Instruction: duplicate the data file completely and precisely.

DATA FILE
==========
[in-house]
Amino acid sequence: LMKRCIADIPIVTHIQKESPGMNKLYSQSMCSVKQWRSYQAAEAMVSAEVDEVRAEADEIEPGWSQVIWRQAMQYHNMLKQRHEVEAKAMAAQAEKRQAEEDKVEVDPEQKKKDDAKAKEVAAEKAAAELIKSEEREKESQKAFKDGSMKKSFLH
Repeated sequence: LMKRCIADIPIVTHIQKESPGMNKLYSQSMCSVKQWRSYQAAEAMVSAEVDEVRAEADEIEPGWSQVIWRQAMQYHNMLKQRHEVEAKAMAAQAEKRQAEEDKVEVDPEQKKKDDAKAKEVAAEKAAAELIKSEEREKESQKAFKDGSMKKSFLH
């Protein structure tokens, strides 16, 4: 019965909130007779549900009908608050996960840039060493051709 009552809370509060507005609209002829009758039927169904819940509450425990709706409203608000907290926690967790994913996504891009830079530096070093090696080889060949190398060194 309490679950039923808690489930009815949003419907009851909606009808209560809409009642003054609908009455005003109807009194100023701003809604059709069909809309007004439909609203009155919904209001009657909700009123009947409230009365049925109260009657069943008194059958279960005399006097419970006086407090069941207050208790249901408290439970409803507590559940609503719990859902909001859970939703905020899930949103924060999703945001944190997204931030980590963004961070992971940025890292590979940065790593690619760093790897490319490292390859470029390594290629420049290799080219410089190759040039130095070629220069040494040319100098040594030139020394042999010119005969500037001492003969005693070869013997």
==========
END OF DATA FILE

[in-house]
Amino acid sequence: LMKRCIADIPIVTHIQKESPGMNKLYSQSMCSVKQWRSYQAAEAMVSAEVDEVRAEADEIEPGWSQVIWRQAMQYHNMLKQRHEVEAKAMAAQAEKRQAEEDKVEVDPEQKKKDDAKAKEVAAEKAAAELIKSEEREKESQKAFKDGSMKKSFLH
Repeated sequence: LMKRCIADIPIVTHIQKESPGMNKLYSQSMCSVKQWRSYQAAEAMVSAEVDEVRAEADEIEPGWSQVIWRQAMQYHNMLKQRHEVEAKAMAAQAEKRQAEEDKVEVDPEQKKKDDAKAKEVAAEKAAAELIKSEEREKESQKAFKDGSMKKSFLH
């Protein structure tokens, strides 16, 4: 019965909130007779549900009908608050996960840039060493051709 009552809370509060507005609209002829009758039927169904819940509450425990709706409203608000907290926690967790994913996504891009830079530096070093090696080889060949190398060194 309490679950039923808690489930009815949003419907009851909606009808209560809409009642003054609908009455005003109807009194100023701003809604059709069909809309007004439909609203009155919904209001009657909700009123009947409230009365049925109260009657069943008194059958279960005399006097419970006086407090069941207050208790249901408290439970409803507590559940609503719990859902909001859970939703905020899930949103924060999703945001944190997204931030980590963004961070992971940025890292590979940065790593690619760093790897490319490292390859470029390594290629420049290799080219410089190759040039130095070629220069040494040319100098040594030139020394042999010119005969500037001492003969005693070869013997």